AA Design + Make Masters study at the Architectural Association Hooke Park

Alternative fabrications and anatomies

Jeroen Ameijde

This 5-session seminar course presents a projective survey of contemporary thinking and practices relating to the new and alternative technologies and anatomies of architecture. The aim is to provoke in students a theoretical and practical attitude towards design that embraces inventive application of the material technologies of architecture. Through readings and case-studies the course examines the material processes of unconventional and emerging fabrication and construction practices, how they are manifested in the anatomies of buildings, and examines their place within the embryonic theoretical discourse that surrounds them.

The twentieth century saw Modernism’s embrace of ‘new construction’ and subsequently the invention of new radical new constructive forms by architect-engineers such as Buckminster-Fuller, Candela, Nervi, Dieste and Frei Otto. The new shift to a focus on ‘fabrication’ has again begun redefining both the practices and theories of architecture. The course explores these practices and theories and aims to place them within the principles of the design-by-making approach.

Learning outcomes:

By the end of the seminar course, students are expected to be able to:

    - Demonstrate a critical understanding of the technologies of fabrication

    - Demonstrate a critical understanding of alternative anatomies of buildings and their relationship to production.

    - Demonstrate knowledge of the new discourse surrounding these technologies.

Session 1: Terminologies and processes

This session presents the basis and aims of the course and establishes its terminology. The fundamental material processes of fabrication are categorised and the principles of architecture’s relationship with technology examined.

Session 2: Component vs continuum

The output of new parametric and other associative digital tools has been dominated by production of the variable discrete component, perhaps counter to ambitions of fluidity and seamlessness, or the isotropic continuum described in Jesse Reiser’s celebration of Le Ricolais’ structures. This mismatch is examined in terms current limits and future potentials of the material realm of digital fabrication.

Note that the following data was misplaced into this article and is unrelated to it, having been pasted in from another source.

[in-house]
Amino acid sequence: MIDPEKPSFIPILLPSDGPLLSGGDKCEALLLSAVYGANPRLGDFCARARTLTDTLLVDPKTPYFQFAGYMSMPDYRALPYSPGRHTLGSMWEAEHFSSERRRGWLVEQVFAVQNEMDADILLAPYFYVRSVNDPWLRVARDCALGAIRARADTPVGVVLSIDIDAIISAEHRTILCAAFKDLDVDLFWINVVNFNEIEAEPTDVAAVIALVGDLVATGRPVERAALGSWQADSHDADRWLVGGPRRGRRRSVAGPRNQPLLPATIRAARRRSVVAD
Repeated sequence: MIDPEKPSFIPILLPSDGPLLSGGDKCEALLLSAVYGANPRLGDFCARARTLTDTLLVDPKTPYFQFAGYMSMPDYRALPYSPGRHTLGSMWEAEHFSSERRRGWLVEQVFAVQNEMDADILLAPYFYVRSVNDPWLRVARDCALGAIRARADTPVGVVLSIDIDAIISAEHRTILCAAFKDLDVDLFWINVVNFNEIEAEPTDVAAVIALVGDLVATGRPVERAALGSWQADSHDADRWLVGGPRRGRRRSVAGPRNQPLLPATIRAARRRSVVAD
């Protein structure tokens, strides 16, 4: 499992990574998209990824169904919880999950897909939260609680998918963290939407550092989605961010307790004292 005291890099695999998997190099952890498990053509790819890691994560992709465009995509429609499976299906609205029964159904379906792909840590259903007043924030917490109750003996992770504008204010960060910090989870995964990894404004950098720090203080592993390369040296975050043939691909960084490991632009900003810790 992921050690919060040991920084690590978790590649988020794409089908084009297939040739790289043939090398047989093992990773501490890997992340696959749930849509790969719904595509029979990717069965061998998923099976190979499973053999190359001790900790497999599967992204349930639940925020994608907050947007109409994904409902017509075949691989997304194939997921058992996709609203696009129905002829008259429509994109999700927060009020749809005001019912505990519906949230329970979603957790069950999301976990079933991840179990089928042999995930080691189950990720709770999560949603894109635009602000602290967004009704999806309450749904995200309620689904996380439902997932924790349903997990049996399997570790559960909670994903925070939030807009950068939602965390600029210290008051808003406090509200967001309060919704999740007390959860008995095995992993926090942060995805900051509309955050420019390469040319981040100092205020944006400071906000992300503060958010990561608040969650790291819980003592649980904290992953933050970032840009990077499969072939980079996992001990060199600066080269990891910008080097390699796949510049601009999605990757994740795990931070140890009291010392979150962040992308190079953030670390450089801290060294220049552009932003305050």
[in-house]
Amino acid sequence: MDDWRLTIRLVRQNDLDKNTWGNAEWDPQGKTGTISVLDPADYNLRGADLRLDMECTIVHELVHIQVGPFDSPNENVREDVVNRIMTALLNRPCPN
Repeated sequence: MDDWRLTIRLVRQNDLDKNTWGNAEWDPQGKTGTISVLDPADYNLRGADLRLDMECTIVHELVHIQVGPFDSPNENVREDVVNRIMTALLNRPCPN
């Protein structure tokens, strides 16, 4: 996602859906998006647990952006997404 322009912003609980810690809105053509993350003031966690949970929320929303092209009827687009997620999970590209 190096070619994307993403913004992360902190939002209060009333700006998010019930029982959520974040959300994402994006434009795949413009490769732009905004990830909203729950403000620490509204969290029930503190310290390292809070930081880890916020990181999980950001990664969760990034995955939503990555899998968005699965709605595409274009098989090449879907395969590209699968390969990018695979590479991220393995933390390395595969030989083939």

Session 3: Surface vs skeleton

Digital design and fabrication offers novel opportunities for the treatment of the architectural surface (for example through its deformation, arrayed population, and responsive variation) and its effects, but arguably at the expense of conceptual consideration of figure, mass or volume. This seminar analyses these treatments and examines the technological prospects for a fuller integration within the volumetric anatomy of buildings.

Session 4: Systematic vs spontaneous

The session investigates alternative construction methods in terms of their level of pre-determination. At one extreme is the fully determined systematic construction – the pre-fabricated building or, for example the output of a programmed brick-laying robot. At the other extreme are the non-deterministic products of manual ad-hoc assemblage; spontaneous aggregate construction following only general rules.

Session 5: Timber fabrication: re-integrating craft

This session examines the potential marriage of craft-based techniques with new production technologies, in the context of timber fabrication and construction.


Addington, M. and D. Schodek, Smart Materials and Technologies.  Architectural Press 2005.

Barkow-Leibinger, An Atlas of Fabrication, AA Publications, 2009.

Burton, Richard; Dickson, Michael; Harris, Richard, The use of roundwood thinnings in buildings – a case study. Building Research & Information, 1466-4321,Volume 26, Issue 2, Pages 76 – 93, 1998.

Deplazes, Andrea, Constructing Architecture: Materials, Processes, Structures; a Handbook, Birkhauser 2008.

Harris, Richard, 21st Century Timber Engineering – the age of enlightenment for timber design. Part 1: An Introduction to Timber. The Structural Engineer, 82 (23), pp. 52-57, 2004.

Harris, Richard, Sustainability into Reality. Responsible Use of Timber. The Structural Engineer, 82 (17), pp. 24-27, 2004

Herzog, Thomas et al, Timber Construction Manual. Birkhauser 2004.

Hugues, Theodor, Timber Construction: Details, Products, Case Studies (Detail Practice Series). Birkhauser Verlag (2005).

Iwamoto, Lisa, Digital fabrications: Architectural and Material Techniques. Princeton 2009. Kolarevic, Branko Architecture in the Digital Age: Design and Manufacturing. Spon Press, 2003.

Reiser, Jesse, ‘The New Fineness’, ASSEMBLAGE, VOL. 41: MIT Press 2001 pp. 65

Reiser, Jesse, Atlas of Novel Tectonics. Princeton University Press. 2006.

Wachmsann, Konrad, The turning point of building: structure and design. New York, 1961.